Thursday, August 9, 2012
As if 50 Shades of Grey wasn’t enough. I found out through my favorite writing forum that a big New York publisher just shelled out a seven-figure advance for Gabriel’s Inferno, another book that started life as Twilight fan fiction. Why not? If it worked for 50 Shades, maybe reworked fanfic erotica lightning will strike twice. Or several times. The same forum reported from different sources that HarperCollins was soliciting fan writings at ComicCon. There’s gold in them thar fics!
I wish. I wrote a book that was (cough) inspired by my favorite TV show. I never tried to deny it. I was hoping the knowledge might translate into extra sales. While the book did indeed turn out to be my best selling title to date, it didn’t come anywhere close to the millions of copies 50 Shades has sold so far. You won’t find it at the end of the aisle in Kmart, and no New York publishers are waving seven-figure checks in my face. But it was based on a show with a passionate fan base! Why aren’t I rich and famous?
Clearly I made several mistakes in my marketing. For you budding E. L. Jameses out there, try this formula:
1. Pick a wildly popular book/show/movie with a huge and rabid fan base. Twilight is a worldwide phenomenon. The show I picked, well, isn’t. It’s got its fans, but they don’t number in the millions. On second thought, skip the TV shows and movies and base your work on a book. Those fans are trained readers from the get-go. You’re halfway home already.
2. Write a lengthy fanfic and post it on any one of the free sites available. Let it gather rave reviews and recommendations. Build an audience who’ll buy the rewritten version when you self-pub. It helps if you know how to write, but good writing isn’t mandatory. This is true even of professionally-published books. (Example: The Da Vinci Code or early John Grisham)
3. Include a lot of sex. The kinkier, the better. Especially if there was no sex between the characters in the original but everybody was dying to see some. Maybe that was part of my problem, I didn’t have enough sex scenes and they were pretty tame. Maybe the guy should have been into branding or something. C’mon, he had a tattoo. What more do you people want?
4. Make your hero a brooding older man who’s rich as all get out but has a tragic background/troubled past/deadly secret. His lover is younger, naïve, awkward and ideally a virgin. She’s drawn to him instantly, but she’s not sure how he feels. It worked for Charlotte Bronte. Jane Eyre is considered a classic for a reason.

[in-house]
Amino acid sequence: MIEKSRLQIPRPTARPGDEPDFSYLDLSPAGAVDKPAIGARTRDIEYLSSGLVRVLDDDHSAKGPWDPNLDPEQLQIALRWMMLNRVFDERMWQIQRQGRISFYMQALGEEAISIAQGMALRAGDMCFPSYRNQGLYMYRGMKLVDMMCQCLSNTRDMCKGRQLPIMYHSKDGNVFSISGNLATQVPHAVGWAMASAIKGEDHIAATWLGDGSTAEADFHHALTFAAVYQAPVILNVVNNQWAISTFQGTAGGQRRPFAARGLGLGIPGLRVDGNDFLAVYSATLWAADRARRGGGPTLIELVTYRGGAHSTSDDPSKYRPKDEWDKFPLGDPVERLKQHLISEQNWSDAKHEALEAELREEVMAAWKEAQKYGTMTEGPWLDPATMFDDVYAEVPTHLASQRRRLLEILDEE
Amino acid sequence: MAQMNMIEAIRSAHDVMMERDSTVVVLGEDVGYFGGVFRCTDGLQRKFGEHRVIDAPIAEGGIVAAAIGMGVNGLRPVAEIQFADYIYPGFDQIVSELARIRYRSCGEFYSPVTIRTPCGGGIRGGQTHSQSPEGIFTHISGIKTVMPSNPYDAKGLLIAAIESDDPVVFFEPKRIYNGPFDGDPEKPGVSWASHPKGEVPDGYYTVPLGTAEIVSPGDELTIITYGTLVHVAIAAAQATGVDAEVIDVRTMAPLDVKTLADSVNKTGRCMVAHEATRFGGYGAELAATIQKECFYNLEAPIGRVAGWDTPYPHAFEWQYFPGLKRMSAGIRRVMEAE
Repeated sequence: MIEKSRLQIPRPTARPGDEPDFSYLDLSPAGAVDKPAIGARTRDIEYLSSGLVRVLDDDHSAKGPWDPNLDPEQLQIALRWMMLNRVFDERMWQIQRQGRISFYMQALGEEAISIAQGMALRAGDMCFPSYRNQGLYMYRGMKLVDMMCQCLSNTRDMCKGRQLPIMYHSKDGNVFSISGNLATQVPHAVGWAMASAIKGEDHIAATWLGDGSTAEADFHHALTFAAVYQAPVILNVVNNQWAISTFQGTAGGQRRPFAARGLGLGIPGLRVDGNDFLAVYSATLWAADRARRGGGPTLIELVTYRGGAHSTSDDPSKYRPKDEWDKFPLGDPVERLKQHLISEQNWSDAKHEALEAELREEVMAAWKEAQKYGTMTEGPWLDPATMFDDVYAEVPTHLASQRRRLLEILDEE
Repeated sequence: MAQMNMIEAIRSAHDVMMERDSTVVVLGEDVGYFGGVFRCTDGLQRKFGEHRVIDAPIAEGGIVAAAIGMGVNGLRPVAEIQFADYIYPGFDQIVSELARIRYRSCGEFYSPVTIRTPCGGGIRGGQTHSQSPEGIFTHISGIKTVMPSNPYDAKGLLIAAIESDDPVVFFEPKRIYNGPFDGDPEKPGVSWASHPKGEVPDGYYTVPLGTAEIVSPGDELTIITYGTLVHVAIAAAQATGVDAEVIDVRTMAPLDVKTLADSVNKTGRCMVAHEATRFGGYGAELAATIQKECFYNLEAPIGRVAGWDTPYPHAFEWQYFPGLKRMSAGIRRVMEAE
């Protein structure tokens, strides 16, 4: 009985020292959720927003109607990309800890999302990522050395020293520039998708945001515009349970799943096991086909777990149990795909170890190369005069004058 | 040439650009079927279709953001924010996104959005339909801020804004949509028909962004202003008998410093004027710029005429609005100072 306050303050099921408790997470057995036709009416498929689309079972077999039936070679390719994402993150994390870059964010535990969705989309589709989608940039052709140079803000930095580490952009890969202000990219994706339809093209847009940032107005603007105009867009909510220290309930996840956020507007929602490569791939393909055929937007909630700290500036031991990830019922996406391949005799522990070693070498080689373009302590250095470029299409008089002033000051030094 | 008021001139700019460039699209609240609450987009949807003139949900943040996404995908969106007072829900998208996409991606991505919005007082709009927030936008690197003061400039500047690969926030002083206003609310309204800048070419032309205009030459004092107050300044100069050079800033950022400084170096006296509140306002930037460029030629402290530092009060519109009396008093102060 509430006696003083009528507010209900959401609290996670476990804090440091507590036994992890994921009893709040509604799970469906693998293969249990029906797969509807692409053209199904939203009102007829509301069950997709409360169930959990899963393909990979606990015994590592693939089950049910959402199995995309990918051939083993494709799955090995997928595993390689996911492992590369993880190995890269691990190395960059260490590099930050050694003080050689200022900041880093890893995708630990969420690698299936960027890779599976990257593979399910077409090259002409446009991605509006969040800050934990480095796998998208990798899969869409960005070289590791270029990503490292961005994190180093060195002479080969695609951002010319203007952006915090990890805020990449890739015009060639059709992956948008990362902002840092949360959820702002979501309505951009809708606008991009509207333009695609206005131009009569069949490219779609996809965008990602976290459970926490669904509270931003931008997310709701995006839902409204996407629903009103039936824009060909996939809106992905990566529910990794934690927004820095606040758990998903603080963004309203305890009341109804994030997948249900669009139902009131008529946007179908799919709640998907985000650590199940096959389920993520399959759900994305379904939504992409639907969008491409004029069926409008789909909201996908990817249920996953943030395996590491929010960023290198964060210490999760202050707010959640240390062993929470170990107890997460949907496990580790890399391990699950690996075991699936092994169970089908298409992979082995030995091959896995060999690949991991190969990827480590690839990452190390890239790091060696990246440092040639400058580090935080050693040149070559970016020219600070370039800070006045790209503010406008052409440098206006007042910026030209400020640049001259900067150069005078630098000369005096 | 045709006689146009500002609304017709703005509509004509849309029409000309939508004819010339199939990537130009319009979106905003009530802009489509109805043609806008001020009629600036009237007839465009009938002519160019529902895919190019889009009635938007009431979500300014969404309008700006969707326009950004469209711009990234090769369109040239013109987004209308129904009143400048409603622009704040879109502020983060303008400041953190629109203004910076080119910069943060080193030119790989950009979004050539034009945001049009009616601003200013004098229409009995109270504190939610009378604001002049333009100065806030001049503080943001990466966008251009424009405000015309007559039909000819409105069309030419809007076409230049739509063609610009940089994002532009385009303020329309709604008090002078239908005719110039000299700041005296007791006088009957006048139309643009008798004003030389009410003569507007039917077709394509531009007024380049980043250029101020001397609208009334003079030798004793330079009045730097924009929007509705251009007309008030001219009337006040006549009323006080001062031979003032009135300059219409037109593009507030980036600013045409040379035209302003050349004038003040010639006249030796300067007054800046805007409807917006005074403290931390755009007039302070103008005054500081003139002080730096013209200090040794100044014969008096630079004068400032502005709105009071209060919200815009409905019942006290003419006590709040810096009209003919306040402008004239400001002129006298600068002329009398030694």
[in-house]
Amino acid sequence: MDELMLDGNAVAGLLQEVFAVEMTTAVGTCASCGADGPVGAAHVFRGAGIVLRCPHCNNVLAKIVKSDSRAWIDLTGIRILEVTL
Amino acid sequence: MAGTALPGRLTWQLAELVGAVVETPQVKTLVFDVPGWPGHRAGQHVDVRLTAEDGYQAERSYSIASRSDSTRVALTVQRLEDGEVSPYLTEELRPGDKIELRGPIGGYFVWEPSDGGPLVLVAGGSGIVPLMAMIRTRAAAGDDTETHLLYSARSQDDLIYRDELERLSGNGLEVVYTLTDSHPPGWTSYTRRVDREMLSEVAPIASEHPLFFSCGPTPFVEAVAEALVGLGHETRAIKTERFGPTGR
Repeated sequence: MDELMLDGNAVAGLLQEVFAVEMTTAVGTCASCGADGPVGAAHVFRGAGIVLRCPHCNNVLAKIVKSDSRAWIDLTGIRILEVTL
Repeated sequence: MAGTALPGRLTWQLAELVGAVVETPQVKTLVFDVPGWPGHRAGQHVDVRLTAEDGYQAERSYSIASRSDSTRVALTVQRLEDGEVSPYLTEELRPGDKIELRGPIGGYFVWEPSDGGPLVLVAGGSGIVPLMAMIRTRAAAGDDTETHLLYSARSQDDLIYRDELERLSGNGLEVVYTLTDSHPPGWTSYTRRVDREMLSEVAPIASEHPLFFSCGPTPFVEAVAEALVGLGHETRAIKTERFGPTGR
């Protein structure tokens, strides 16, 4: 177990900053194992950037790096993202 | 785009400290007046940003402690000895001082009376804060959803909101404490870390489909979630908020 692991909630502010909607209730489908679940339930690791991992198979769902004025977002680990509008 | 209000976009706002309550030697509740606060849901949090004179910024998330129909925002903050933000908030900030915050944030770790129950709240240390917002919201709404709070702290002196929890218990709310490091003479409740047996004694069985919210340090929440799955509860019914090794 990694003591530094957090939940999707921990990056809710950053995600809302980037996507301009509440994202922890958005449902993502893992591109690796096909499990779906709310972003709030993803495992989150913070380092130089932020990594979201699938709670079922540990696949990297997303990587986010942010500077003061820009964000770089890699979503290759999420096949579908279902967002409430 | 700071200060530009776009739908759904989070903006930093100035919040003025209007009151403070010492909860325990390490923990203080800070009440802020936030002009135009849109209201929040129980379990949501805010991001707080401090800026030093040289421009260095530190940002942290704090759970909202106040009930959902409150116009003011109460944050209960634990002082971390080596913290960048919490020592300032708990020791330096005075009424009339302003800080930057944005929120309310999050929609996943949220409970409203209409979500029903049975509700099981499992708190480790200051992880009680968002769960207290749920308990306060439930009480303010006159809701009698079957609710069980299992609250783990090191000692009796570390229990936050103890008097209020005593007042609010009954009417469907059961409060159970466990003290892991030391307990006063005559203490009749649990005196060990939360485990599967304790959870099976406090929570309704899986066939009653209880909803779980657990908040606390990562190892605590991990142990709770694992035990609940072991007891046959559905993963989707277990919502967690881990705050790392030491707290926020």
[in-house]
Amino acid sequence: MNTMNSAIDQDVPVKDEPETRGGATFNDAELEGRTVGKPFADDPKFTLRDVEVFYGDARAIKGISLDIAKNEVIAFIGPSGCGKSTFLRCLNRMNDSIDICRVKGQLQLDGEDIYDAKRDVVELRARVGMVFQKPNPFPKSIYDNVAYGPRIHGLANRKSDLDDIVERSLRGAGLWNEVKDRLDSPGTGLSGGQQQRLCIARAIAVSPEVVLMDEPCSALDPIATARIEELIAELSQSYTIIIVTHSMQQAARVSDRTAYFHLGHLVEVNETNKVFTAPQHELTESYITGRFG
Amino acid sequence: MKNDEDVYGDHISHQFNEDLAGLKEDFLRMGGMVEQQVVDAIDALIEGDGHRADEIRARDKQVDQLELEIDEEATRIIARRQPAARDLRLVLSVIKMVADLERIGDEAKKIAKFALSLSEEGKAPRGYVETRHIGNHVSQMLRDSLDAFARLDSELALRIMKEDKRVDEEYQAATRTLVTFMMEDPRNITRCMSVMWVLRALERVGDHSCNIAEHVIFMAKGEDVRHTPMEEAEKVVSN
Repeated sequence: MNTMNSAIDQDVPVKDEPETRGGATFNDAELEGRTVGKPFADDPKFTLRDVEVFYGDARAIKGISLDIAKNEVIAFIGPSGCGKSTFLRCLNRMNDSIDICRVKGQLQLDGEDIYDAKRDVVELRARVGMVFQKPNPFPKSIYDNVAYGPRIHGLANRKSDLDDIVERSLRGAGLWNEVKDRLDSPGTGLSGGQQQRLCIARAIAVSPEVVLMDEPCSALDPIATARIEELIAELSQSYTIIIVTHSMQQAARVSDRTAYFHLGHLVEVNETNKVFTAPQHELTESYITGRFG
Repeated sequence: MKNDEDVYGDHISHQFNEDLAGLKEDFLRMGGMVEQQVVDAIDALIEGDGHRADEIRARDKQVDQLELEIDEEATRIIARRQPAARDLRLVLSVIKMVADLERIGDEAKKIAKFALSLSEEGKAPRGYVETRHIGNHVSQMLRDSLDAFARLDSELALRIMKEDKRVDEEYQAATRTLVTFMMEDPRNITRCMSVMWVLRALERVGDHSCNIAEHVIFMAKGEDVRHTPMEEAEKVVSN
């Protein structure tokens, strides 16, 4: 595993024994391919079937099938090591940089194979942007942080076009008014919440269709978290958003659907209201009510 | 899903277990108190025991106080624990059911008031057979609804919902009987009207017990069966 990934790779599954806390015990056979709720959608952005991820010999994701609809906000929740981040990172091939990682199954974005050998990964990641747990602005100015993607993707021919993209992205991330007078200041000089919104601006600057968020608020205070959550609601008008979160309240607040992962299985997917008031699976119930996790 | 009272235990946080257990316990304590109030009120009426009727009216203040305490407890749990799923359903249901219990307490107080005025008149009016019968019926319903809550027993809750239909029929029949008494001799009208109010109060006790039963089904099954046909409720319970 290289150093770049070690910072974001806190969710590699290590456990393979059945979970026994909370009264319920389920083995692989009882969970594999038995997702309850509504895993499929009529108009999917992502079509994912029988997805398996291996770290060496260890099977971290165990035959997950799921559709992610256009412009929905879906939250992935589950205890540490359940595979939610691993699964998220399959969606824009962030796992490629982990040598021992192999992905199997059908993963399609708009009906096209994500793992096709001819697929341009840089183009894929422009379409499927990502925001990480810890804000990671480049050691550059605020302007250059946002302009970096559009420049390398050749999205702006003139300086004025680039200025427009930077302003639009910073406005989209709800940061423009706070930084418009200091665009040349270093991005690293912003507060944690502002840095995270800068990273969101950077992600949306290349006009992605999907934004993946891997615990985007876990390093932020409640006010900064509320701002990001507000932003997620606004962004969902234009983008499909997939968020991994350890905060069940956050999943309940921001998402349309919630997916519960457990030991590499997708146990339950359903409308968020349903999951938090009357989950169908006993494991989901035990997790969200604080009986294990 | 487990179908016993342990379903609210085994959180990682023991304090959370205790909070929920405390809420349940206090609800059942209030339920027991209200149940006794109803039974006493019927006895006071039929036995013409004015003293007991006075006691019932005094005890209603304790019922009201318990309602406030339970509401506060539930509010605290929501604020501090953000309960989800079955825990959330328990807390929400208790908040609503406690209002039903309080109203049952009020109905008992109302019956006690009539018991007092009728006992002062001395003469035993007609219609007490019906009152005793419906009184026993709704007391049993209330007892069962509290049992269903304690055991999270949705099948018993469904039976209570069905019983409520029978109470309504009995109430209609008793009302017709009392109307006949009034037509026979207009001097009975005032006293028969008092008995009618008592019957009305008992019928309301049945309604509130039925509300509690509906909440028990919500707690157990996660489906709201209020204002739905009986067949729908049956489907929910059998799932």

5. Your main characters should be male and female. There’s another place I went wrong. Mine was two guys. M/M has a following, but nowhere near the numbers het romance enjoys. My love interest wasn’t a virgin either, although he was younger than the hero. Who was a vampire, by the way. I think that may have helped sales, but I can’t be sure.
The biggest error I made was skipping the fanfic stage. My major concern in devising my story was—what’s the word I want? Oh yeah. Plagiarism. Plus, until 50 Shades came along, there was no money in fanfic, and I have monthly bills. I thought fanfic and money were mutually exclusive. Instead of writing and posting a fanfic with loads of bondage sex, I concocted an original background and story and cast the show’s actors as the leads. They may look the same and sound the same, but they’re not the TV characters. Maybe that’s why big publishers with big advances aren’t beating down my door. If you can’t recognize the beloved characters from your favorite book/show/movie—and they’re not having steamy sex every couple of pages—then what’s the point?
For the record, I haven’t read 50 Shades, and after seeing all the reviews and comments and skimming a couple of pages in the local Kmart, I don’t think I will be. I did read Twilight (got it from the library), and while it’s not my thing, I can understand why 14-year-old girls would fall in love with it. Sadly, I don’t write the things 14-year-old girls fall in love with. I write what interests me. Whether it interests anyone else I don’t know until the book comes out.
For instance, I’m toying with a YA plot right now. It has a guy and a girl. It has vampires. There are no sex scenes at all. It’s primarily a comedy. Sounds like I’m doomed from the start. If I make the guy ten years older, make her young and virginal, put a hot bondage scene on the first page and name them Bella and Edward it might stand a chance. This time, make the werewolves sparkle. They’re gay and wear glitter in their fur. I like that idea, but it’s too original. In current publishing, the word of the day is derivative.
Screw this. Writing a 200k-word fan fiction epic and then rewriting it as an original work is way too time consuming. I’m going to cash in on another trend I spotted on the same forum. Some publisher wants to reissue Sherlock Holmes and Pride and Prejudice and a couple other classics in the public domain, but this time with steamy sex scenes added. I’m targeting Call of the Wild. Buck was a werewolf. Harnessing dogs to a sled constitutes bondage, right? Of course it does. Throw in a couple scenes of M/M cross-species shapeshifter bestiality and I might just have something. Hey, New York! I’m over here! Make sure you spell my name right on my seven-figure check.